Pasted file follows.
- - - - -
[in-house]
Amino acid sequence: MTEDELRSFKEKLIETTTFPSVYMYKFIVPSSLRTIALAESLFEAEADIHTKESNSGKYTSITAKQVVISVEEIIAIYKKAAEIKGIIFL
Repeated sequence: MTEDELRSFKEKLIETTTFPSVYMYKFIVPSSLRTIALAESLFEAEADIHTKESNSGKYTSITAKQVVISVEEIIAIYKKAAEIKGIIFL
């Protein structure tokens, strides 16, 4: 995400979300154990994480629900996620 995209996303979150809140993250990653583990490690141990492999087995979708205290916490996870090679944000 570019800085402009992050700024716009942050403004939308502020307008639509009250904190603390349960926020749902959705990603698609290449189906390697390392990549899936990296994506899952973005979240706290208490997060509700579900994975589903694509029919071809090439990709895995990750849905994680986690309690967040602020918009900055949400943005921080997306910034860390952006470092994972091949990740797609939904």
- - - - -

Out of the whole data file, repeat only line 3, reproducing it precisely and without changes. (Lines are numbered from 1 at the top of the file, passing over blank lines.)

Repeated sequence: MTEDELRSFKEKLIETTTFPSVYMYKFIVPSSLRTIALAESLFEAEADIHTKESNSGKYTSITAKQVVISVEEIIAIYKKAAEIKGIIFL